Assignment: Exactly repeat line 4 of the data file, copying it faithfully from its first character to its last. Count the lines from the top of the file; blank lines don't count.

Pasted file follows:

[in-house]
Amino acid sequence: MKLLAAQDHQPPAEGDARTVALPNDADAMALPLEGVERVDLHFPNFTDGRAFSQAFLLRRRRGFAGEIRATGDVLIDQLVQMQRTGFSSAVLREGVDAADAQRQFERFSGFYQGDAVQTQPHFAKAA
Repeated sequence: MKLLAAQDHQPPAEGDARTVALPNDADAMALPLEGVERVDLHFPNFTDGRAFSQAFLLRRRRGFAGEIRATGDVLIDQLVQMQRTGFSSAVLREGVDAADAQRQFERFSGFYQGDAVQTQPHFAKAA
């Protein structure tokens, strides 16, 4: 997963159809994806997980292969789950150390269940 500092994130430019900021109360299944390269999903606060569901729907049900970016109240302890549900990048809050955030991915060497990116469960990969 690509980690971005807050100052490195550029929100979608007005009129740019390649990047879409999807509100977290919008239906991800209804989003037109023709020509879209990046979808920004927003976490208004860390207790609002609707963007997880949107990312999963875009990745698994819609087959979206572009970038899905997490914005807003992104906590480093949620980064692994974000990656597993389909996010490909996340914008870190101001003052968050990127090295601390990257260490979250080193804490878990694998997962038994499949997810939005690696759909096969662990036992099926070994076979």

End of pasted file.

């Protein structure tokens, strides 16, 4: 997963159809994806997980292969789950150390269940 500092994130430019900021109360299944390269999903606060569901729907049900970016109240302890549900990048809050955030991915060497990116469960990969 690509980690971005807050100052490195550029929100979608007005009129740019390649990047879409999807509100977290919008239906991800209804989003037109023709020509879209990046979808920004927003976490208004860390207790609002609707963007997880949107990312999963875009990745698994819609087959979206572009970038899905997490914005807003992104906590480093949620980064692994974000990656597993389909996010490909996340914008870190101001003052968050990127090295601390990257260490979250080193804490878990694998997962038994499949997810939005690696759909096969662990036992099926070994076979």